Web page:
# Show that the variance of the market portfolio is the weighted average of the ovariances between each constituent and the market portfolio itself

Let us assume that the market portfolio consists of n assets. Given that the return of the market portfolio can be written as $$r_m = \sum_{j=1}^{n} w_jr_j$$, we have that $$\sigma^2_m = E(\sum_{j=1}^{n} w_jr_j - E(\sum_{j=1}^{n} w_jr_j))^2$$, but how do I show that $$E(\sum_{j=1}^{n} w_jr_j - E(\sum_{j=1}^{n} w_jr_j))^2 = \sum_{j=1}^{n} w_jCov(r_j,r_m)$$? If I show that the equation above is true, than I can claim that $$E(\sum_{j=1}^{n} w_jr_j - E(\sum_{j=1}^{n} w_jr_j))^2 = \sum_{j=1}^{n} w_jCov(r_j,r_m) = \sum_{j=1}^{n} w_j\beta\sigma^2_m$$

This is how I am trying to prove the result. We know that:

$$\sigma^2_m = E(\sum_{j=1}^{n} w_jr_j - E(\sum_{j=1}^{n} w_jr_j))^2= E[(w_jr_j)^2]-E^2[w_jr_j]$$

Accordingly, we may show that:

$$\sum_{j=1}^{n} w_jCov(r_j,r_m) = E[(w_jr_j)^2]-E^2[w_jr_j]$$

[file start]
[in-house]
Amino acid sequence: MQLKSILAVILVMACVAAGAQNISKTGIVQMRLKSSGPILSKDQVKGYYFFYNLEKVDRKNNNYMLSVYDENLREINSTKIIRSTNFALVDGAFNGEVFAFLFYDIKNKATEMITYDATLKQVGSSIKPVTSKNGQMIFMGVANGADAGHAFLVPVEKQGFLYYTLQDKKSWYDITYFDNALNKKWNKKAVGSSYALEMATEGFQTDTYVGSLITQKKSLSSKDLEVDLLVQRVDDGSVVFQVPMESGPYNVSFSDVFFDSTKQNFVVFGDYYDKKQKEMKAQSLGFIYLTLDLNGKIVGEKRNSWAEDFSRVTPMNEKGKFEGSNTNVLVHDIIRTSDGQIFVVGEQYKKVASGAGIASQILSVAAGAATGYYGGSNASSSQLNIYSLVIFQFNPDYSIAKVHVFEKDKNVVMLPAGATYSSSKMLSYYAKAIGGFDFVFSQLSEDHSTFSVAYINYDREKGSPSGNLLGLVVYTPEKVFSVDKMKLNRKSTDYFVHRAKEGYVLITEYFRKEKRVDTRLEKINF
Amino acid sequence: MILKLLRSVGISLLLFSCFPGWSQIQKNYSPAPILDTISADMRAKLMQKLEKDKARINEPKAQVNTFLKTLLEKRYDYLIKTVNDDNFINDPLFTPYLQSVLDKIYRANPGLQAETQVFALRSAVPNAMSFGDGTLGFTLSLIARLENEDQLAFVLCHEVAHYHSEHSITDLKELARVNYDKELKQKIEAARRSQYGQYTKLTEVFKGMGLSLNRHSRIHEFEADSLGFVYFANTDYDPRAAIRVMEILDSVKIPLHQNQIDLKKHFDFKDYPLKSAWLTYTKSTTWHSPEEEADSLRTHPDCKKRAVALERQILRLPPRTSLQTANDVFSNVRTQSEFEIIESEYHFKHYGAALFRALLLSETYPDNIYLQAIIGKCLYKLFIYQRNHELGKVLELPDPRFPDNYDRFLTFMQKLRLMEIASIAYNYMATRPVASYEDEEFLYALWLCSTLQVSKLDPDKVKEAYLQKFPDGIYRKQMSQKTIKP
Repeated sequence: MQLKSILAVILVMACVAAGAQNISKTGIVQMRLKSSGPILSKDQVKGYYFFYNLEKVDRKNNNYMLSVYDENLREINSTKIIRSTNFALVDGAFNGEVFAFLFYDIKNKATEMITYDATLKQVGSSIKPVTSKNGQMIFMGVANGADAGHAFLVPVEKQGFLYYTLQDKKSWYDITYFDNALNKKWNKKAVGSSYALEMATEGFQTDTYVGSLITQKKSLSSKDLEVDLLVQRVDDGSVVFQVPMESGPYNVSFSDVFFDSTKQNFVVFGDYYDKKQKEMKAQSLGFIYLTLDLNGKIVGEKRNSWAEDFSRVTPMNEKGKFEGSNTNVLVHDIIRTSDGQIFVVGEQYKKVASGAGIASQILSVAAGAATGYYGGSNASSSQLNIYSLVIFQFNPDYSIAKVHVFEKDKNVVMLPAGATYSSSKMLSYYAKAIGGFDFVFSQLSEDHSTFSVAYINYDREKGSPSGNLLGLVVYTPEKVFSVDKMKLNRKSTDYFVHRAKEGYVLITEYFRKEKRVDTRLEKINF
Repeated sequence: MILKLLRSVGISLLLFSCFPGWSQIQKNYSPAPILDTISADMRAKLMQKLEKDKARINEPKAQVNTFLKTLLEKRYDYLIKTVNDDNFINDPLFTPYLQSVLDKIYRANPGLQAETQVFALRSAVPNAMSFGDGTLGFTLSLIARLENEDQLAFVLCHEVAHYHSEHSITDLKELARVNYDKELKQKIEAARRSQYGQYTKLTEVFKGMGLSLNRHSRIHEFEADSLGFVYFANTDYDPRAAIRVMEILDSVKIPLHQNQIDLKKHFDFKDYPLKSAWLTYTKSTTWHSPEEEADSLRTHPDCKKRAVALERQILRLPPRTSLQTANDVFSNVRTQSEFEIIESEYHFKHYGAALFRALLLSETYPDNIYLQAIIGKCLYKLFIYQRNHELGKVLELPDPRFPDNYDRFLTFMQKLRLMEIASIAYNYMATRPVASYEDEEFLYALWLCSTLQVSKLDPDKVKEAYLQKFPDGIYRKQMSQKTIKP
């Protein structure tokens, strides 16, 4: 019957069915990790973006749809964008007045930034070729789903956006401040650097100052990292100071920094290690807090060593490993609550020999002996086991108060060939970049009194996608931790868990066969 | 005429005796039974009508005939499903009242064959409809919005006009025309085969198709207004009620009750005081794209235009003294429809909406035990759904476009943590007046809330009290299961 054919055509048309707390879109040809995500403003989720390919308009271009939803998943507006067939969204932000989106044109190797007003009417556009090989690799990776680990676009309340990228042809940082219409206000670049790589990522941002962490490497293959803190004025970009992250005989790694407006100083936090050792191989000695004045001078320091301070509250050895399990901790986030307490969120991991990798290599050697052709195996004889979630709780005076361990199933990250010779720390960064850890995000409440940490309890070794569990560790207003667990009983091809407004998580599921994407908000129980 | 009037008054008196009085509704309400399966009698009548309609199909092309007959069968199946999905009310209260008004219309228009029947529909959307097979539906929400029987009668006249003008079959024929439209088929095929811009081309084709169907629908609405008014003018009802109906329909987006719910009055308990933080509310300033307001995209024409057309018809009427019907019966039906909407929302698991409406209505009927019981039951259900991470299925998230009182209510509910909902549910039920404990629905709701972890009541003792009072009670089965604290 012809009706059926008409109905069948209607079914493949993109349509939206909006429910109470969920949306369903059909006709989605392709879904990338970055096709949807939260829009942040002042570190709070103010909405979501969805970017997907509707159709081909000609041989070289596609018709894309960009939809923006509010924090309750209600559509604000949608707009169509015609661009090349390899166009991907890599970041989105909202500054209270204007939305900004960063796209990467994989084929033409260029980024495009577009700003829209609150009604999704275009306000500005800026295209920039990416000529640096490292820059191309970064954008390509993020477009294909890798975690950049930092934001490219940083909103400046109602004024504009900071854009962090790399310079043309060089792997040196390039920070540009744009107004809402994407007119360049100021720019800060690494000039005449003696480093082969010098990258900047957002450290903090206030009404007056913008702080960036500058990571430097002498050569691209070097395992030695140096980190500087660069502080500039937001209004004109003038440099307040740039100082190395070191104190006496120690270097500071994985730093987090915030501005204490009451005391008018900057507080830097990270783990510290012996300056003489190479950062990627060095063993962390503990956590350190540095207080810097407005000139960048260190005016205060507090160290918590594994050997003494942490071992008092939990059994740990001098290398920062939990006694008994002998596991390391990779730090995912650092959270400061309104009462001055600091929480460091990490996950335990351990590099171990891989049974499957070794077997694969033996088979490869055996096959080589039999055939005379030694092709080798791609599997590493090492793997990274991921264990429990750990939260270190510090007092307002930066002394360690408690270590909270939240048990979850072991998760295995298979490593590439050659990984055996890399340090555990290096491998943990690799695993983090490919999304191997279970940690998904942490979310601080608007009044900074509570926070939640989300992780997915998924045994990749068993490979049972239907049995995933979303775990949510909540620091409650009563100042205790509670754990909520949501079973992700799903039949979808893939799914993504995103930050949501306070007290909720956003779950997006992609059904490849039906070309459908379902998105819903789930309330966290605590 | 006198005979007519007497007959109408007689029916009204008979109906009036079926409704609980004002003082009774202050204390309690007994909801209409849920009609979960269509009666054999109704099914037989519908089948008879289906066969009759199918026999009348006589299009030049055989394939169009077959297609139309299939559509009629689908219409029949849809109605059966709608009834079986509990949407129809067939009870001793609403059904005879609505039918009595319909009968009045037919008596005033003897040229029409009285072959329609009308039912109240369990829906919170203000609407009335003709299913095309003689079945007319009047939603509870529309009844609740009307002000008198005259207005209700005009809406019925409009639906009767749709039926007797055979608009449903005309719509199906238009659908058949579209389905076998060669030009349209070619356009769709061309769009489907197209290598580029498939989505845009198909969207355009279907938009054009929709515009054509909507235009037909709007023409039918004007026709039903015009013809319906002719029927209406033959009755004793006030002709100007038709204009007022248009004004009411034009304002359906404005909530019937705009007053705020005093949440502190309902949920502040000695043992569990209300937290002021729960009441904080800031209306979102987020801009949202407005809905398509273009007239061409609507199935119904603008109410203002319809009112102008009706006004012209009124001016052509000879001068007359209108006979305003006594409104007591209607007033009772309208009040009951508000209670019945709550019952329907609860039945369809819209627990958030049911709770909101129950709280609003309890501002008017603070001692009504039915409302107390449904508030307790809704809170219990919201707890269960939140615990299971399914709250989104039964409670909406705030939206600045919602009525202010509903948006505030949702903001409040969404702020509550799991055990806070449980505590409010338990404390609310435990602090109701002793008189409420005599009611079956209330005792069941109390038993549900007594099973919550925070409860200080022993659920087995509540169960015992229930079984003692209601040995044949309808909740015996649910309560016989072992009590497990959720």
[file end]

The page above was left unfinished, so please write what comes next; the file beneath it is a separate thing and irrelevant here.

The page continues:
Now: $$\sum_{j=1}^{n} w_jCov(r_j,r_m) = \sum_{j=1}^{n} w_jE[r_jr_m]-\sum_{j=1}^{n} w_jE[r_j]E[r_m]=\sum_{j=1}^{n} w_jE[r_j\sum_{j=1}^{n} w_jr_j]-\sum_{j=1}^{n} w_jE[r_j]E[\sum_{j=1}^{n} w_jr_j]=\sum_{j=1}^{n} w_jE[\sum_{j=1}^{n} w_jr_j^2]-E[\sum_{j=1}^{n} w_jr_j]E[\sum_{j=1}^{n} w_jr_j]$$

It looks like I am not able to prove the result because $$\sum_{j=1}^{n} w_jE[\sum_{j=1}^{n} w_jr_j^2] \neq E[(w_jr_j)^2]$$

Can you help me, please?

## 1 Answer

The variance of the portfolio is $$V_p=\sum_i \sum_j w_i w_j Cov(r_i,r_j)$$

because of the properties of $$Cov(\cdot,\cdot)$$ we can rewrite this as $$V_p=\sum_i w_i Cov(r_i,\underbrace{\sum_j w_j r_j}_{R_P})$$ where $$R_p$$ is the return on the portfolio. So we have

$$V_p=\sum_i w_i Cov(r_i,R_p)$$ QED

(And it is true of every portfolio, not just the market portfolio).

• Thank you. Could I ask you what was wrong with my previous sketch proof, please? – Alchemy Jul 5 at 18:55